Pairing Locust and Slumber

Locust is a load testing tool written in Python. You can use it to better understand how many concurrent users a system can handle. Slumber is a Python library that provides a nice object-oriented interface for consuming REST APIs. It’s a wrapper around the Requests library that abstracts away URL handling, serialization, and request processing. I’ll show you how the two can be combined to elegantly load test REST APIs.

Locust includes an extended version of Requests’ Session class, HttpSession. Locust relies on this class to log HTTP requests so that they’ll appear in Locust’s statistics reports. As such, Locust requires that instances of this class be used when making requests during load testing. Beyond logging request metadata, HttpSession augments the methods Session provides for making requests with an additional keyword argument, name. It can be used to group requests to URLs with dynamic parameters under a common name in Locust’s statistics.

If you want to use Slumber in your load tests and still have your requests show up in Locust’s statistics, you must provide an instance of HttpSession, accessible via the client attribute within a TaskSet, when constructing your API client.

from locust import TaskSet, task
from slumber import API

class ExampleTaskSet(TaskSet):
    @task
    def example_task(self):
        url = 'http://example.com/api/v1/'
        api = API(url, session=self.client)

        # GET http://example.com/api/v1/resource/
        api.resource.get()

Taking full advantage of Locust’s extensions requires overriding Slumber’s Resource class. Doing so allows you to pass the name keyword argument mentioned above to Slumber’s HTTP methods within the context of your tasks.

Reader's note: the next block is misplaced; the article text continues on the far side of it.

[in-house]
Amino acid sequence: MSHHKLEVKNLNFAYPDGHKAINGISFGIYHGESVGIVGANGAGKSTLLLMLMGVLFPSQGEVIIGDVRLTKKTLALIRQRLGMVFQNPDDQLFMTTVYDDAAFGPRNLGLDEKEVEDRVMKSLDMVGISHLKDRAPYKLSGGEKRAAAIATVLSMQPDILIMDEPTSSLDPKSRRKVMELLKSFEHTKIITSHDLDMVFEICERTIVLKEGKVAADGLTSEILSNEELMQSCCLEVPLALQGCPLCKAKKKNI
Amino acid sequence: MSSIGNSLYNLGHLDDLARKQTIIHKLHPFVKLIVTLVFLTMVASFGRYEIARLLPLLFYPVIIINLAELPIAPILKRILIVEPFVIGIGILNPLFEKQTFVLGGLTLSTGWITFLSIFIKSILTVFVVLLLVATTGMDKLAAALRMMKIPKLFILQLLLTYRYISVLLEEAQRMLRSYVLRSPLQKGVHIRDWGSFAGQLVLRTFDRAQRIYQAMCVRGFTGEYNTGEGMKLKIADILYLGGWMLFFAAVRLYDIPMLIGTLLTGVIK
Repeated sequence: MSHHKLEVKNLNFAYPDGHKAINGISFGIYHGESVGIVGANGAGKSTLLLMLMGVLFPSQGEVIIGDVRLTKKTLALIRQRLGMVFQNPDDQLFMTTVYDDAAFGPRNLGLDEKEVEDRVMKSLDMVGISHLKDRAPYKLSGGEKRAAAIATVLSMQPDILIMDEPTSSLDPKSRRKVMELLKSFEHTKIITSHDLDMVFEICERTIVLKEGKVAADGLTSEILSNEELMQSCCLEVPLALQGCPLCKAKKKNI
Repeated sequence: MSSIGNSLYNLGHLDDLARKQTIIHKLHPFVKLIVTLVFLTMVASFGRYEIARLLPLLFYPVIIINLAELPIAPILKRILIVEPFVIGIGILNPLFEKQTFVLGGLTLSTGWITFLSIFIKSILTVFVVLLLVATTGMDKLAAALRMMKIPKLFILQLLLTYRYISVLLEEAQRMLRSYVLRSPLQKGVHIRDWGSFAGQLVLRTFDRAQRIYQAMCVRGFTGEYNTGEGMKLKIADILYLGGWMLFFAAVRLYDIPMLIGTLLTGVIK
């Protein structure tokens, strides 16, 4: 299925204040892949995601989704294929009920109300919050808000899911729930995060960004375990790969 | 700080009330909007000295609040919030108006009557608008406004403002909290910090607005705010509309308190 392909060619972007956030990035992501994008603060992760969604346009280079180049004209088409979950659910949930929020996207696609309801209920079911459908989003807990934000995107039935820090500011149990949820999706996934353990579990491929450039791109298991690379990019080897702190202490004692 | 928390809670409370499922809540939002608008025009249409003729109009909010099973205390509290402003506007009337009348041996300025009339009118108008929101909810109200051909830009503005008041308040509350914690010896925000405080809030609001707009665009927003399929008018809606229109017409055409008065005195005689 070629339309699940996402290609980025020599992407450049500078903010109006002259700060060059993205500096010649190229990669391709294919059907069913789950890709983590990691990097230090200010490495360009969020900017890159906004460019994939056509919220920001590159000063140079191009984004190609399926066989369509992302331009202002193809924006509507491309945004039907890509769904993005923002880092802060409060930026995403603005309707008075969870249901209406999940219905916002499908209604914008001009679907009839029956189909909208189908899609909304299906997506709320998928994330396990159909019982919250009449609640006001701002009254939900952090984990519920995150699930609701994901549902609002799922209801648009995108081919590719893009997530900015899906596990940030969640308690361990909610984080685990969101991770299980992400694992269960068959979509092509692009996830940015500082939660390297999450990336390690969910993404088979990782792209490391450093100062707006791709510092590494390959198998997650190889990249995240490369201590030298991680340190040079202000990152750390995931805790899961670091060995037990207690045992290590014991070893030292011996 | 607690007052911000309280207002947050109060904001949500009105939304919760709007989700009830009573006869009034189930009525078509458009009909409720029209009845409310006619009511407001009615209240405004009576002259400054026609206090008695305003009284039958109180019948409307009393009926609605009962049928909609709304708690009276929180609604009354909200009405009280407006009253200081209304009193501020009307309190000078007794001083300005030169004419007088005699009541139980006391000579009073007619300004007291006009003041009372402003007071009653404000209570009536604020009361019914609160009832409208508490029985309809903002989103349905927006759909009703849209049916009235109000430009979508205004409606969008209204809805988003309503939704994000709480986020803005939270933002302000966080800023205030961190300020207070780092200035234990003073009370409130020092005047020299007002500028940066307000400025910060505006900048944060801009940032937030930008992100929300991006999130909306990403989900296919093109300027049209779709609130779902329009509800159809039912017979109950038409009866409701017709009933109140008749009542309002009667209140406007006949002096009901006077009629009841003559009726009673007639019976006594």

import random

from locust import TaskSet, task
from slumber import Resource, API, exceptions

class LocustResource(Resource):
    def _request(self, method, data=None, files=None, params=None):
        serializer = self._store['serializer']
        url = self.url()

        headers = {'accept': serializer.get_content_type()}

        if not files:
            headers['content-type'] = serializer.get_content_type()
            if data is not None:
                data = serializer.dumps(data)

        # Used to group requests to URLs like
        #   'http://example.com/api/v1/resource/1/'
        # and
        #   'http://example.com/api/v1/resource/2/'
        # under a name like
        #   '/api/v1/resource/:id/'
        name = params.pop('name', None)

        resp = self._store['session'].request(
            method,
            url,
            data=data,
            params=params,
            files=files,
            headers=headers,
            name=name
        )

        if 400 <= resp.status_code <= 499:
            exception_class = exceptions.HttpNotFoundError if resp.status_code == 404 else exceptions.HttpClientError

            raise exception_class(
                'Client Error %s: %s' % (resp.status_code, url),
                response=resp,
                content=resp.content
            )
        elif 500 <= resp.status_code <= 599:
            raise exceptions.HttpServerError(
                'Server Error %s: %s' % (resp.status_code, url),
                response=resp,
                content=resp.content
            )

        self._ = resp

        return resp

class LocustApiClient(API):
    resource_class = LocustResource

class ExampleTaskSet(TaskSet):
    @task
    def example_task(self):
        url = 'http://example.com/api/v1/'
        api = LocustApiClient(url, session=self.client)

        # GET http://example.com/api/v1/resource/{id}/
        id = random.randint(1, 10)
        api.resource(id).get(name='foo')

The resulting requests will be listed in Locust’s statistics under the name “foo.”

With these modifications in hand, you can test your REST APIs using Locust without having to worry about URL manipulation or serialization. Happy load testing!